[t]he group is engaging in widespread and systemic attacks against civilians in Iraq and Syria that constitute grave international crimes (including genocide)

Bellinger’s article is flecked with controversial political statements, which are picked up and attacked by Professor Kevin Jon Heller in a post on Opinio Juris.  Heller disagrees with Bellinger’s statement to the effect that it is more sensible for the ICC to investigate the Islamic State rather than have them investigate the US or the UK over treatment of detainees or Israel in respect of the 2014 conflict in Gaza.  Heller argues that ‘the expressive value of prosecuting UK or US military commanders and political leaders for torture would be incalculable’.

Heller also takes issue with a procedural point asserted by Bellinger — that a Security Council referral would be the only way to prosecute Islamic State because Iraq and Syria are not parties to the Rome Statute.  Heller responds that a referral is unnecessary, because the ICC’s jurisdiction is not territorial: it can prosecute the nationals of any state party to the Rome Statute.  As some prominent Islamic State figures are citizens of states who are party to the Rome Statute — like the infamous Jihadi John who is a British citizen — the ICC already possess a limited jurisdiction that would enable it to perform prosecutions.

However, on 8 April 2015, ICC Prosecutor, Fatou Bensouda joined the fray and stated that ‘[t]he jurisdictional basis for opening a preliminary examination into this situation is too narrow at this stage’.

Perhaps in a nod to the members of the Security Council, Bensouda goes on to remark that:

The decision of non-Party States and the United Nations Security Council to confer jurisdiction on the ICC is, however, wholly independent of the Court… I stand ready to play my part, in an independent and impartial manner, in accordance with the legal framework of the Rome Statute

However, the immediate goal of the international community is not the prosecution of Islamic State’s leadership, but the protection of Iraqi and Syrian populations and the ongoing military campaign against the extremist group.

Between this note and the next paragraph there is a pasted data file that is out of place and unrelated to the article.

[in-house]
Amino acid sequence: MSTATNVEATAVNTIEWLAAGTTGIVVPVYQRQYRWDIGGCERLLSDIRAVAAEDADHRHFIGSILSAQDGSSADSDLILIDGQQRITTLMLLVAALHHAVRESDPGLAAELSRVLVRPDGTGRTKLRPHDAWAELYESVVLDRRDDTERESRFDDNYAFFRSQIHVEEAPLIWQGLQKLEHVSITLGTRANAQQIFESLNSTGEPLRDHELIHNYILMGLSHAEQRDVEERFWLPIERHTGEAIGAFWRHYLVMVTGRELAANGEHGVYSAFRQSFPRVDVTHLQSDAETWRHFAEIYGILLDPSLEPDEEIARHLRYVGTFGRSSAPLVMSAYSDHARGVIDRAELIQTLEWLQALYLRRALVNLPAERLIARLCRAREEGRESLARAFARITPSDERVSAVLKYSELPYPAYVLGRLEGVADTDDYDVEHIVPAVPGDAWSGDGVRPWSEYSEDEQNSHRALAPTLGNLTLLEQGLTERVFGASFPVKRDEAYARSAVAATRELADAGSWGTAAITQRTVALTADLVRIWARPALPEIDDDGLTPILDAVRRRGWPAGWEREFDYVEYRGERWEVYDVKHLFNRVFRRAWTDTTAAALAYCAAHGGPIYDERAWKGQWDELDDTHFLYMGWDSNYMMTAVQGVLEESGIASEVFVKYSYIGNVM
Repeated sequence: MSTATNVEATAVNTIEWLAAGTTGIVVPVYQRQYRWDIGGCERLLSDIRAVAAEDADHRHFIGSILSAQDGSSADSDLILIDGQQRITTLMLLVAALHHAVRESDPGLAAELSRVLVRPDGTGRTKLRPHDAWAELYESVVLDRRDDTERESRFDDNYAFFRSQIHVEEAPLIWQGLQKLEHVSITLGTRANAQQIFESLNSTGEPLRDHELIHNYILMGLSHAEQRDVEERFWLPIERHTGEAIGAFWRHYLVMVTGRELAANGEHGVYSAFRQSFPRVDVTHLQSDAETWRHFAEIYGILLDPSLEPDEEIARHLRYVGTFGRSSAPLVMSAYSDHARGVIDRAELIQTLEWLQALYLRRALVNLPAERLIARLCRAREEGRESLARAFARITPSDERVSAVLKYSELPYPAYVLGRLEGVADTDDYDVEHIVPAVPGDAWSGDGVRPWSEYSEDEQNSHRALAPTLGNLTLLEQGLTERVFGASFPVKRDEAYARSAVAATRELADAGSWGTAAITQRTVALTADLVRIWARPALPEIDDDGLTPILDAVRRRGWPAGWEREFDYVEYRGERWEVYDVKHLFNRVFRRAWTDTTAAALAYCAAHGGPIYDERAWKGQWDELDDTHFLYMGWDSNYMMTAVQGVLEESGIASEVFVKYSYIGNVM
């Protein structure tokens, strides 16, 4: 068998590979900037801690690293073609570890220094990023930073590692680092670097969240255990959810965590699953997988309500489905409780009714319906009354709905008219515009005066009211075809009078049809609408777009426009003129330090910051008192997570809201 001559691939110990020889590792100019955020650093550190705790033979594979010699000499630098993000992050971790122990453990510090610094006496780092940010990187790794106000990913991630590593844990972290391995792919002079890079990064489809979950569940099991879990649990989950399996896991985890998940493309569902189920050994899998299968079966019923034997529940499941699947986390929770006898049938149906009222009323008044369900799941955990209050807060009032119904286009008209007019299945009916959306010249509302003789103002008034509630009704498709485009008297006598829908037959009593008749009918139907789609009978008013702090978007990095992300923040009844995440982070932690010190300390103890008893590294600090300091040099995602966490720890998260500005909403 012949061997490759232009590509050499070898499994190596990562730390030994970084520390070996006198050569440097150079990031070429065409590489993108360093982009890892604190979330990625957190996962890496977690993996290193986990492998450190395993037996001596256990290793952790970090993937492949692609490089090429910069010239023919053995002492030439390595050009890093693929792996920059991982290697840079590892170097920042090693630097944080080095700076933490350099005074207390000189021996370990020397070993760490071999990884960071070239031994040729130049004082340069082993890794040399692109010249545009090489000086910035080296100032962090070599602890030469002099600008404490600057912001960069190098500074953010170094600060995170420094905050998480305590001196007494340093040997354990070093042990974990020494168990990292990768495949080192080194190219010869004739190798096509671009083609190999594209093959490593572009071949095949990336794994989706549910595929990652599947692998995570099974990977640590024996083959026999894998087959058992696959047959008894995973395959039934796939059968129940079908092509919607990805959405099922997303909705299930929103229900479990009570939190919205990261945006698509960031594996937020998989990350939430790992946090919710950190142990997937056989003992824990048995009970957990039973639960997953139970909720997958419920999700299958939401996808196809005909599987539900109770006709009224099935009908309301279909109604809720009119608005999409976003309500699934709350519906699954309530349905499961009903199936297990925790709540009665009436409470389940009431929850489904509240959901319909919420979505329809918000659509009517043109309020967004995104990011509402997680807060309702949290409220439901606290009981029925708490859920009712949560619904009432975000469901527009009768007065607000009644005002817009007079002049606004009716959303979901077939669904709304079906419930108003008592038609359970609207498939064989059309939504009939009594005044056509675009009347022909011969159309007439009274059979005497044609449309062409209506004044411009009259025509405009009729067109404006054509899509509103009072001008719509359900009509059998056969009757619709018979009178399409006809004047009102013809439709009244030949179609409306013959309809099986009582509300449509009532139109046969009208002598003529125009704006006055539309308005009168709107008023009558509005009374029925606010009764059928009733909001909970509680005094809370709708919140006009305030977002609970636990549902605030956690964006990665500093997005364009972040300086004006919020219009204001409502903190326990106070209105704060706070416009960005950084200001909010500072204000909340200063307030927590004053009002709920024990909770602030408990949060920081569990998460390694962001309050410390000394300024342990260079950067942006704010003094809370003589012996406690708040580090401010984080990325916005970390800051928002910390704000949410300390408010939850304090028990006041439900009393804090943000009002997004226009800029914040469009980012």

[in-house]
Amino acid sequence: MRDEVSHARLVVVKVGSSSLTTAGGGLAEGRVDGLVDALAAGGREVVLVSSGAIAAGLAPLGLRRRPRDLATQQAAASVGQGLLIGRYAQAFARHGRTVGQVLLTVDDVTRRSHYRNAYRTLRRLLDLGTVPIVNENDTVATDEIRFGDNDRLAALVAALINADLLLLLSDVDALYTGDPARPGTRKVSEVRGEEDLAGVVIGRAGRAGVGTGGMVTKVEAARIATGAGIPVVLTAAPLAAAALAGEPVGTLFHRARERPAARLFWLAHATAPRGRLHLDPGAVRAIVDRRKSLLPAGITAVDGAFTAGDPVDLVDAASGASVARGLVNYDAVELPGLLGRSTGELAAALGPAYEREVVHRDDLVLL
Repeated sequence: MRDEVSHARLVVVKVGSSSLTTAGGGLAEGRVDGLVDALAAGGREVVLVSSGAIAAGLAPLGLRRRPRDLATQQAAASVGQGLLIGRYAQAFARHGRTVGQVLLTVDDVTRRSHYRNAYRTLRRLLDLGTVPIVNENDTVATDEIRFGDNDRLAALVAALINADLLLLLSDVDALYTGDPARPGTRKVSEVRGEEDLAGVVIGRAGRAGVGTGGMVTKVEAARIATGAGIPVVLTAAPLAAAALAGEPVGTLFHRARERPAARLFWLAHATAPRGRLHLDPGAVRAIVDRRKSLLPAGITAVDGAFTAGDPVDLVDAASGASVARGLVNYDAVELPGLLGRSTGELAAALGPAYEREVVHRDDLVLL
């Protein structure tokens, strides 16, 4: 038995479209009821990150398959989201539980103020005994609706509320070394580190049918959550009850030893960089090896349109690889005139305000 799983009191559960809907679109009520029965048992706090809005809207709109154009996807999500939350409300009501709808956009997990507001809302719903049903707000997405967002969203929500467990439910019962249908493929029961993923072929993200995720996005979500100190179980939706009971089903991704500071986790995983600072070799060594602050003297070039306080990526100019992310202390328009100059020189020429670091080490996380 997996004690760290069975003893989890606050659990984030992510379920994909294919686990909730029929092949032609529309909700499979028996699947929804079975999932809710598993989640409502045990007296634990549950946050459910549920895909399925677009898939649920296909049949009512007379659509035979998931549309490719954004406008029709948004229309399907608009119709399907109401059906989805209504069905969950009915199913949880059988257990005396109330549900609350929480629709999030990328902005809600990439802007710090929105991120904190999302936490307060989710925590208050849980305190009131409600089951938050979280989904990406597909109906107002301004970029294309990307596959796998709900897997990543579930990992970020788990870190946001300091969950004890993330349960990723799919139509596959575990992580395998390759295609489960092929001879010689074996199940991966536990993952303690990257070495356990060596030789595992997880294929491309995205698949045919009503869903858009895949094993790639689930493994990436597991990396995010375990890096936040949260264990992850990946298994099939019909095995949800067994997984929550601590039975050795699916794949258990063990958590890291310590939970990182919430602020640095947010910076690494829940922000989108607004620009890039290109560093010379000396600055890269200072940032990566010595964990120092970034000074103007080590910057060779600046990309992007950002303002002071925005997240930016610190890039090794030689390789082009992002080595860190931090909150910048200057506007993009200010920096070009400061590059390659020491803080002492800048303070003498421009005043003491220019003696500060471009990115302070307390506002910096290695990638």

Children Forgotten in the Forgotten Children Report – Nina Gibson

The Australian Human Rights Commission’s (AHRC) Forgotten Children Report (Report) was tabled in Parliament on 11 February 2015. Whilst the Report has been the subject of significant political controversy, there has been limited discussion or analysis of its content.

This article seeks to highlight two important findings in the Report. First, Australia’s indefinite detention of asylum-seeking children and their families reveals a tension between our domestic legislation and our obligations to protect children under international law. Secondly, the indefinite or prolonged length of the detention of children gives rise to a multitude of harms, compounding the gravity of Australia’s violations of its international obligations.

The findings of the Report are startling. At the time of its publication, Australia held 800 children in mandatory closed immigration detention (including 186 children detained on Nauru) for indefinite periods, ‘with no pathway to protection or settlement’. Over 100 babies had been born in detention, with no experience of life outside detention centres. As at March 2014, children and their parents had been detained for an average of 413 days, with some children detained for over 27 months due to their parents having had adverse security assessments. In 2013, over 200 physical and sexual assaults involving children were reported in immigration detention centres. During a 15-month period from January 2013 to March 2014, 128 children in detention engaged in self-harm, whilst 34 per cent of detained children had developed serious mental health disorders. The Report also establishes clear correlations between the length for which children are detained and the deterioration of their mental health and development.

The detention of children under Australian law